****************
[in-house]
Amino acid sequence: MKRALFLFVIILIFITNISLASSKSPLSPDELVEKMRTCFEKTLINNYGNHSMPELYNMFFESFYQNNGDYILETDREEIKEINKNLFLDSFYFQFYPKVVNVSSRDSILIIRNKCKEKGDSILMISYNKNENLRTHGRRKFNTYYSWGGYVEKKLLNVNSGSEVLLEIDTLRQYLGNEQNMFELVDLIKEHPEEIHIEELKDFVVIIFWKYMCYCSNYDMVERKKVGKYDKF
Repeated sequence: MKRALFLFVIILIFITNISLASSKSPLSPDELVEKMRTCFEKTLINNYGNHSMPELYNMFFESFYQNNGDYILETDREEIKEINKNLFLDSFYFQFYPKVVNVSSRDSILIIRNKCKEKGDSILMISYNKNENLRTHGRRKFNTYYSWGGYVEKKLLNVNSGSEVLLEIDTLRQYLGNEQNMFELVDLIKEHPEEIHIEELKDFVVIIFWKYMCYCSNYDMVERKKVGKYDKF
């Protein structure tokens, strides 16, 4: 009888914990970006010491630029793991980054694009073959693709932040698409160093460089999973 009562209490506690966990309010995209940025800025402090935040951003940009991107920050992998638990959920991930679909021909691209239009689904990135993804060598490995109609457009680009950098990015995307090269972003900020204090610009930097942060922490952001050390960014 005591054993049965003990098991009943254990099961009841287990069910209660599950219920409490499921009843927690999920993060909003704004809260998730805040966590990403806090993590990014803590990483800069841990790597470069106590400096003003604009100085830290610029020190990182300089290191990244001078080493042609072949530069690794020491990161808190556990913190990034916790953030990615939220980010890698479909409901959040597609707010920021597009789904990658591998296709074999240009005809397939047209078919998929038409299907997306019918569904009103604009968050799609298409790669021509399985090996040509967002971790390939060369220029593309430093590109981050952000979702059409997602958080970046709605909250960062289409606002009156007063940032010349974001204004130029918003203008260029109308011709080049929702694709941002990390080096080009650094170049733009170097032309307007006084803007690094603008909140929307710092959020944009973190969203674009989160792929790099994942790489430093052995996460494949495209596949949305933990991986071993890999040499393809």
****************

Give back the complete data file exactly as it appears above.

[in-house]
Amino acid sequence: MKRALFLFVIILIFITNISLASSKSPLSPDELVEKMRTCFEKTLINNYGNHSMPELYNMFFESFYQNNGDYILETDREEIKEINKNLFLDSFYFQFYPKVVNVSSRDSILIIRNKCKEKGDSILMISYNKNENLRTHGRRKFNTYYSWGGYVEKKLLNVNSGSEVLLEIDTLRQYLGNEQNMFELVDLIKEHPEEIHIEELKDFVVIIFWKYMCYCSNYDMVERKKVGKYDKF
Repeated sequence: MKRALFLFVIILIFITNISLASSKSPLSPDELVEKMRTCFEKTLINNYGNHSMPELYNMFFESFYQNNGDYILETDREEIKEINKNLFLDSFYFQFYPKVVNVSSRDSILIIRNKCKEKGDSILMISYNKNENLRTHGRRKFNTYYSWGGYVEKKLLNVNSGSEVLLEIDTLRQYLGNEQNMFELVDLIKEHPEEIHIEELKDFVVIIFWKYMCYCSNYDMVERKKVGKYDKF
């Protein structure tokens, strides 16, 4: 009888914990970006010491630029793991980054694009073959693709932040698409160093460089999973 009562209490506690966990309010995209940025800025402090935040951003940009991107920050992998638990959920991930679909021909691209239009689904990135993804060598490995109609457009680009950098990015995307090269972003900020204090610009930097942060922490952001050390960014 005591054993049965003990098991009943254990099961009841287990069910209660599950219920409490499921009843927690999920993060909003704004809260998730805040966590990403806090993590990014803590990483800069841990790597470069106590400096003003604009100085830290610029020190990182300089290191990244001078080493042609072949530069690794020491990161808190556990913190990034916790953030990615939220980010890698479909409901959040597609707010920021597009789904990658591998296709074999240009005809397939047209078919998929038409299907997306019918569904009103604009968050799609298409790669021509399985090996040509967002971790390939060369220029593309430093590109981050952000979702059409997602958080970046709605909250960062289409606002009156007063940032010349974001204004130029918003203008260029109308011709080049929702694709941002990390080096080009650094170049733009170097032309307007006084803007690094603008909140929307710092959020944009973190969203674009989160792929790099994942790489430093052995996460494949495209596949949305933990991986071993890999040499393809």